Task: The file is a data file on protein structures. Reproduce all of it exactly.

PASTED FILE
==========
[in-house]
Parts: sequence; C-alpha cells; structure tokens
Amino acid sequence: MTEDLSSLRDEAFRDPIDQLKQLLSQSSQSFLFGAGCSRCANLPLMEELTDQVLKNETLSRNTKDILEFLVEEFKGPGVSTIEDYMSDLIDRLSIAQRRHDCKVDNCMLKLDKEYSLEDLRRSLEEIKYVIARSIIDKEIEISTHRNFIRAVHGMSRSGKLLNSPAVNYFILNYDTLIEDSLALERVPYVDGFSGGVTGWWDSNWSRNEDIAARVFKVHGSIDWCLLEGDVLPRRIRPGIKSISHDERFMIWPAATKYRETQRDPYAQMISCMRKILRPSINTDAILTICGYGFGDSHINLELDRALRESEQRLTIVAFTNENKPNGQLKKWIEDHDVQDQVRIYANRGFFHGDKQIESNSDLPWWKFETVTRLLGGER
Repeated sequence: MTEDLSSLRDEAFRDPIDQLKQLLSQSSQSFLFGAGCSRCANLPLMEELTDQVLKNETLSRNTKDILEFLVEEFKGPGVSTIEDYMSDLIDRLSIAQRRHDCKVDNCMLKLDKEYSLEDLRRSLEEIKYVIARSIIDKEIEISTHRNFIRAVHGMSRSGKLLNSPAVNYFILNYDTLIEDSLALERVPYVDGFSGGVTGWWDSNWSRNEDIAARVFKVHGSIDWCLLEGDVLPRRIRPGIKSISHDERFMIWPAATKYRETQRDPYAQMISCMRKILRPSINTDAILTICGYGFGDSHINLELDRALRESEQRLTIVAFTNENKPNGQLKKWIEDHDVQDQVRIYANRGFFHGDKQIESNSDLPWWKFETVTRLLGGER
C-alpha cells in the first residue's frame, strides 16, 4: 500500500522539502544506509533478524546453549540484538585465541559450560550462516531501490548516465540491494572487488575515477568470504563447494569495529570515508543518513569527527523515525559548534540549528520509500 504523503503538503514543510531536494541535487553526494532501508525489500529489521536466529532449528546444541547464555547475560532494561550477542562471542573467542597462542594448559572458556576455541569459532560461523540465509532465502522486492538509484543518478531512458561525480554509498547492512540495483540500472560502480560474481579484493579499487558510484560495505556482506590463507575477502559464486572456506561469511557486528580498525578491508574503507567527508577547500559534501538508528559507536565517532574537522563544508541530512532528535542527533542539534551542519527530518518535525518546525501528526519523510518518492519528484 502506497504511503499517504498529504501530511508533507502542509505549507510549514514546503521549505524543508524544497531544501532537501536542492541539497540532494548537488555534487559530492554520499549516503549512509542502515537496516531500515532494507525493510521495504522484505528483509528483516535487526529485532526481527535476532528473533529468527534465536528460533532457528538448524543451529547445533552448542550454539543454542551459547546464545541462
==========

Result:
[in-house]
Parts: sequence; C-alpha cells; structure tokens
Amino acid sequence: MTEDLSSLRDEAFRDPIDQLKQLLSQSSQSFLFGAGCSRCANLPLMEELTDQVLKNETLSRNTKDILEFLVEEFKGPGVSTIEDYMSDLIDRLSIAQRRHDCKVDNCMLKLDKEYSLEDLRRSLEEIKYVIARSIIDKEIEISTHRNFIRAVHGMSRSGKLLNSPAVNYFILNYDTLIEDSLALERVPYVDGFSGGVTGWWDSNWSRNEDIAARVFKVHGSIDWCLLEGDVLPRRIRPGIKSISHDERFMIWPAATKYRETQRDPYAQMISCMRKILRPSINTDAILTICGYGFGDSHINLELDRALRESEQRLTIVAFTNENKPNGQLKKWIEDHDVQDQVRIYANRGFFHGDKQIESNSDLPWWKFETVTRLLGGER
Repeated sequence: MTEDLSSLRDEAFRDPIDQLKQLLSQSSQSFLFGAGCSRCANLPLMEELTDQVLKNETLSRNTKDILEFLVEEFKGPGVSTIEDYMSDLIDRLSIAQRRHDCKVDNCMLKLDKEYSLEDLRRSLEEIKYVIARSIIDKEIEISTHRNFIRAVHGMSRSGKLLNSPAVNYFILNYDTLIEDSLALERVPYVDGFSGGVTGWWDSNWSRNEDIAARVFKVHGSIDWCLLEGDVLPRRIRPGIKSISHDERFMIWPAATKYRETQRDPYAQMISCMRKILRPSINTDAILTICGYGFGDSHINLELDRALRESEQRLTIVAFTNENKPNGQLKKWIEDHDVQDQVRIYANRGFFHGDKQIESNSDLPWWKFETVTRLLGGER
C-alpha cells in the first residue's frame, strides 16, 4: 500500500522539502544506509533478524546453549540484538585465541559450560550462516531501490548516465540491494572487488575515477568470504563447494569495529570515508543518513569527527523515525559548534540549528520509500 504523503503538503514543510531536494541535487553526494532501508525489500529489521536466529532449528546444541547464555547475560532494561550477542562471542573467542597462542594448559572458556576455541569459532560461523540465509532465502522486492538509484543518478531512458561525480554509498547492512540495483540500472560502480560474481579484493579499487558510484560495505556482506590463507575477502559464486572456506561469511557486528580498525578491508574503507567527508577547500559534501538508528559507536565517532574537522563544508541530512532528535542527533542539534551542519527530518518535525518546525501528526519523510518518492519528484 502506497504511503499517504498529504501530511508533507502542509505549507510549514514546503521549505524543508524544497531544501532537501536542492541539497540532494548537488555534487559530492554520499549516503549512509542502515537496516531500515532494507525493510521495504522484505528483509528483516535487526529485532526481527535476532528473533529468527534465536528460533532457528538448524543451529547445533552448542550454539543454542551459547546464545541462